As the Colorado General Assembly adjourns today, the veteran legislator said he’s happy to trade in partisan bickering for unemployment.The term-limited state senator and former state representative had an uncharacteristically short answer when asked if he’ll miss serving in the legislature.
“No,” said Hagedorn, a Democrat who represented Senate District 29 for the past eight years.
He’s one of 15 lawmakers who are term-limited from office this year.
Term limits, along with the trend of increasingly polarized partisan politics across the country and in Colorado, have taken a toll on Colorado’s legislature, in Hagedorn’s opinion.
“My biggest disappointment, I think, has been the horrible political polarization that is now dominating the Senate,” he said. “It doesn’t serve the state well, it doesn’t serve our constituents.”
With term limits, politicians have to be more aggressive to make a name for themselves in order to be ready to run for their next desired office, which can lead to more acrimonious discourse, according to Hagedorn.
“It’s just gotten a lot uglier over the years,” he said.
Hagedorn, who spent much of his time at the Capitol pushing for health care reform, blames leadership on both sides of the aisle for losing an appreciation for the art of compromise.
“There’s nothing wrong with compromising, our system is based on compromise,” he said.
He recently became the backer of a controversial plan to mandate private health insurance for all Coloradans, while using federal funds to subsidize the cost for lower-income residents.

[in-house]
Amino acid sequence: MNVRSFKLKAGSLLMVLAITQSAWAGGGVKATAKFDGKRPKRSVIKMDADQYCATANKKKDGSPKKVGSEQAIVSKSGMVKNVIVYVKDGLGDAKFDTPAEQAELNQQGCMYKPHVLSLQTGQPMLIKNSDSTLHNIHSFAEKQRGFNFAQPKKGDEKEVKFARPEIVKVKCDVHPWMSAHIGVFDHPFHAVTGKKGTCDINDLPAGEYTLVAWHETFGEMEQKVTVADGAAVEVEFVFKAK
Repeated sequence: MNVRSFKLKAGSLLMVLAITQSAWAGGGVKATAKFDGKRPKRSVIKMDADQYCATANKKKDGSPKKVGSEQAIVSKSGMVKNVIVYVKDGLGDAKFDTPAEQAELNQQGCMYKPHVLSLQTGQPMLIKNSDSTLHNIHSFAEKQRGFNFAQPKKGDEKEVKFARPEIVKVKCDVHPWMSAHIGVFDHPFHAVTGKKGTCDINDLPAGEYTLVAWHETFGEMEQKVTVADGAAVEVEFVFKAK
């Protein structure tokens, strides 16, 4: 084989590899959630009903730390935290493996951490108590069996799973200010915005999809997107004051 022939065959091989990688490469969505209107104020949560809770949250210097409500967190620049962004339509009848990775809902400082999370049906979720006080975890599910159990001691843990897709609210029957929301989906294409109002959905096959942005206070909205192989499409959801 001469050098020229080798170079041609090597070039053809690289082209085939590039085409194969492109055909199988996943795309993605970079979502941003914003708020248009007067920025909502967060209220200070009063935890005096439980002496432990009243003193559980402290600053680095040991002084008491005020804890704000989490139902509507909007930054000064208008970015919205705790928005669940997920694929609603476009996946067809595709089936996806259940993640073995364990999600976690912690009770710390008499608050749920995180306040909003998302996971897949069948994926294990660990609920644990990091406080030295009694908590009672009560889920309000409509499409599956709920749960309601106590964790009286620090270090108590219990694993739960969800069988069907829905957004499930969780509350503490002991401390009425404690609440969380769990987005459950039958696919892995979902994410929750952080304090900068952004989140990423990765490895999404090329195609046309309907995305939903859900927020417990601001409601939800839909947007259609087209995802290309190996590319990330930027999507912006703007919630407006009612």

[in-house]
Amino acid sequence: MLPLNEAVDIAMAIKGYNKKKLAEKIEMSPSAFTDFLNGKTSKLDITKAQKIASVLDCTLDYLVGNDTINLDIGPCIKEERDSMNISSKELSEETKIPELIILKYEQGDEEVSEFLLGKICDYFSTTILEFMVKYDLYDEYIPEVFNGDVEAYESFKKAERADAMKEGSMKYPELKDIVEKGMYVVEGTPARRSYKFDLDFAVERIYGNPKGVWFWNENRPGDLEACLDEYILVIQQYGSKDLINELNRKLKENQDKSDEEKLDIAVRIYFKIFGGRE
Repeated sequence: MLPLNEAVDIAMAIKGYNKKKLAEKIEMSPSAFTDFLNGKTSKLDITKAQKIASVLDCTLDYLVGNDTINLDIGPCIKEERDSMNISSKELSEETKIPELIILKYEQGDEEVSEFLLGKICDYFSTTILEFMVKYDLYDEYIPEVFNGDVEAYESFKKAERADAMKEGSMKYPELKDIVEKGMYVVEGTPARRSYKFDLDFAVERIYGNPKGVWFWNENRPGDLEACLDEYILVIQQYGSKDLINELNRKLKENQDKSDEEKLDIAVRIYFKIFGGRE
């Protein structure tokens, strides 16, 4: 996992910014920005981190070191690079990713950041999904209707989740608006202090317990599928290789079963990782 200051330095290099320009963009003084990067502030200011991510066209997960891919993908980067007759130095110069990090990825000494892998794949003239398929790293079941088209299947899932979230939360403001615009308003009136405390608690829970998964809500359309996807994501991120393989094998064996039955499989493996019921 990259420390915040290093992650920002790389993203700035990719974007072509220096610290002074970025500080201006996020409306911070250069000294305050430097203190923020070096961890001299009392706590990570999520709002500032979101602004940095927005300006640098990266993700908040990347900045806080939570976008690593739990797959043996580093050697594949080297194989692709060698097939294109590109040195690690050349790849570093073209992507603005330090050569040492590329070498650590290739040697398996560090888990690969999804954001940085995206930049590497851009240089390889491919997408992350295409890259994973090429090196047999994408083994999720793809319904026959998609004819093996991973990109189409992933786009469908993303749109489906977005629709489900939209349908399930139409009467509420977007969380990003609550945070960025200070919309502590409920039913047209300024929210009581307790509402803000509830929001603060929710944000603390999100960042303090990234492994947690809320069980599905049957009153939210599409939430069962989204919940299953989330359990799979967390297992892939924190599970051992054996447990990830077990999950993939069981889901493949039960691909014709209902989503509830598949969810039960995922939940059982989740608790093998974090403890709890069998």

During his tenure, he successfully fought to expand health care, including passing a law that gave uninsured Coloradans discounts on generic prescription drugs. He also made national news last year when he successfully fought to make John Denver’s “Rocky Mountain High” Colorado’s second state song.
Hagedorn has joked that from here on out he’s offering his services to the highest bidder after receiving $30,000 a year for his work representing Aurora and Arapahoe County residents.
Public office rounded out his trifecta of low-paying careers; he has also worked as a journalist and as an instructor at Metropolitan State College of Denver.
“The reality of the situation is that I don’t have much of a retirement so that is a serious consideration,” said Hagedorn, who is 56, adding that he’s lucky to have spent his time in the legislature as a single adult without a family to support.
He isn’t sure what he’ll do, but he doesn’t doubt he’ll remain in the world of public policy. He’d like to find funding for some research projects, although he’s waited until the end of the session to pursue his options in order to avoid any conflicts of interest.
One popular option for former legislators — becoming a lobbyist after the state’s mandatory two-year “cooling off” period — doesn’t seem to be in the cards.
“I’ve never had any desire to lobby,” Hagedorn said.
But seeing him at the Capitol during future legislative sessions is a strong possibility, although not for sentimental reasons. When he shows, he asserts, it will be on business.